It is noteworthy that many parents are told prior to conducting an assessment a school must first conduct a student study team meeting (“SST”). This is not true. Once the student is suspected of having a disability, the school must assess, and an SST is not the first step to that process. If an SST is brought up, a good strategy is to tell the school you are OK with conducting an SST but are still requesting they formally assess for special education.
Assessments must be administered by trained personnel in conformance with the instructions provided by the producer of such tests, and must be conducted by individuals who are both “knowledgeable of the student’s disability” and “competent to perform the assessment, as determined by the school district, county office, or special education local plan area.” (Ed. Code, §§ 56320, subd. (g), and 56322; see 20 U.S.C. § 1414(b)(3)(B)(ii).)
School districts must use a variety of assessment tools and strategies to gather relevant functional, developmental, and academic information about the student. This includes any information provided by the parent which may assist in determining whether the student is a child with a disability and the content of the IEP. (20 U.S.C. § 1414(b)(2)(A)(i).) The school district must use technically sound instruments to assess the relative contribution of cognitive and behavioral factors, as well as physical or developmental factors. (20 U.S.C. § 1414(b)(2)(C).)
Assessments must be selected and administered to best ensure that the test results accurately reflect the pupil’s aptitude, achievement level, or any other factors the test purports to measure and not the pupil’s impaired sensory, manual, or speaking skills unless those skills are the factors the test purports to measure. (Ed. Code, § 56320, subd. (d); 34 C.F.R. § 300.304(c)(3).)
The assessor must prepare a written report that includes: (1) whether the student may need special education and related services; (2) the basis for making that determination; (3) the relevant behavior noted during observation of the student in an appropriate setting; (4) the relationship of that behavior to the student’s academic and social functioning; (5) the educationally relevant health, development, and medical findings, if any; (6) if appropriate, a determination of the effects of environmental, cultural, or economic disadvantage; and (7) the need for specialized services, materials, and equipment for pupils with low incidence disabilities. (Ed. Code, § 56327.) The report must be provided to the parent at the IEP team meeting.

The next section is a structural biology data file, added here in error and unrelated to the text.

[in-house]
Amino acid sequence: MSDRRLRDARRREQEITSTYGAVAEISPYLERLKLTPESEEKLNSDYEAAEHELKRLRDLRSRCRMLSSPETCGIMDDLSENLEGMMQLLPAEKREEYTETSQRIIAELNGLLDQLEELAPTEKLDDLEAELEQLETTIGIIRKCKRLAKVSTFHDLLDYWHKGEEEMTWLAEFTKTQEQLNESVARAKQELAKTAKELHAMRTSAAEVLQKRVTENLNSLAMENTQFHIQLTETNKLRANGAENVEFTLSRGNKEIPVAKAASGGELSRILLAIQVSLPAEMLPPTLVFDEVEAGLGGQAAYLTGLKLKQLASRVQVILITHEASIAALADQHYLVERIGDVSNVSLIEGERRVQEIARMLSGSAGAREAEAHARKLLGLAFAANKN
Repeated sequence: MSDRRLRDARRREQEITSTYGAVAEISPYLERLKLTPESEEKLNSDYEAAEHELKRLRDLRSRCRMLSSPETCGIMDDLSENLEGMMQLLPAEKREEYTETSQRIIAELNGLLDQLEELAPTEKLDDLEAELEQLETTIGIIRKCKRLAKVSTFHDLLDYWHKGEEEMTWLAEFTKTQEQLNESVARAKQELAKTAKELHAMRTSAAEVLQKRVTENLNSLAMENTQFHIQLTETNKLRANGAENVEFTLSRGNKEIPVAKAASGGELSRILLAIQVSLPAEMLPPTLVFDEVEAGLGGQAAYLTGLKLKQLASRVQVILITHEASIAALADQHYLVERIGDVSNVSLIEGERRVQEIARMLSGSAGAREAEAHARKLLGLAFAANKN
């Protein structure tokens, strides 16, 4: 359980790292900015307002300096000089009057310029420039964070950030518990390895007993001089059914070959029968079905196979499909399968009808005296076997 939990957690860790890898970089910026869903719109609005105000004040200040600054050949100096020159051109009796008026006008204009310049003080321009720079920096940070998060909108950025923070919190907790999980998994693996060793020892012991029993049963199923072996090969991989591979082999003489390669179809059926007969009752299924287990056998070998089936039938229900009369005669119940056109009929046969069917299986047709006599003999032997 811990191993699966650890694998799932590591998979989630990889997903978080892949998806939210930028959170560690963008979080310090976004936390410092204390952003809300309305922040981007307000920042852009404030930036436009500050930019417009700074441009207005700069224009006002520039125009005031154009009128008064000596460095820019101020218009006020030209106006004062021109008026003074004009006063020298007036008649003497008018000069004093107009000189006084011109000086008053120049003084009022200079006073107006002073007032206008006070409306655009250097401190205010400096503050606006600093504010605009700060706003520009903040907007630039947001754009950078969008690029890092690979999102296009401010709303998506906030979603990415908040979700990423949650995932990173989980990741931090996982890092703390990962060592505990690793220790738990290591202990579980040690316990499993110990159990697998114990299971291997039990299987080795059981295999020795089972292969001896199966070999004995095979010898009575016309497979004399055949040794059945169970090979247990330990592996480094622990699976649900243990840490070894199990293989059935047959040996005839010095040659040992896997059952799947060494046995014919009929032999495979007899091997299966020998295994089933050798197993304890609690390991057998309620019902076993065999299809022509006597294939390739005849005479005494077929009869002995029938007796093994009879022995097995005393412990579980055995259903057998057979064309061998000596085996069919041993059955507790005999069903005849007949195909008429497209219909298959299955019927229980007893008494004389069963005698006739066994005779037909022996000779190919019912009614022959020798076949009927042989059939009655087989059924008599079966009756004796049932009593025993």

The IEP team shall meet to review an initial formal assessment and may meet to review any subsequent formal assessment. The team shall also meet upon the request of a parent to review, develop, or revise the IEP. (Ed. Code, § 56343, subd. (a), (c).)
The IEP Document
Under the law, an IEP should include a statement of the child’s present levels of academic achievement and functional performance, including how the child’s disability affects their involvement and progress in the general education curriculum; and a statement of measurable annual goals, including academic and functional goals, designed to meet the child’s needs that result from the child’s disability to enable the child to be involved in and make progress in the general education curriculum, and meet each of the child’s other educational needs that result from the child’s disability.
Although an IEP contains a significant amount of information, it can be helpful to think of the IEP in three distinct parts: the present levels of performance (“PLOP”), Goals, and Placement/Services.
PLOP should accurately describe where the student is functioning when the IEP is developed. This includes academics, adaptive skills, speech, motor development, and behavior. Ideally, a parent should be able to read the PLOP and understand and agree that they are accurate. This means if the PLOP states the student “can count to 10,” this is true, and the student is not counting to 20. This is important because when the PLOPs are not accurate the goals will not be accurate and a child could potentially lose a year of working on incorrect goals. So take the time to read and test the PLOP.
Goals are where we want the student to go at the end of a year and to permit the IEP team to determine whether the student is making progress in an area of need. For each area in which a special education student has an identified need, the IEP team must develop measurable annual goals that are based upon the child’s present levels of academic achievement and functional performance, and which the child has a reasonable chance of attaining within a year.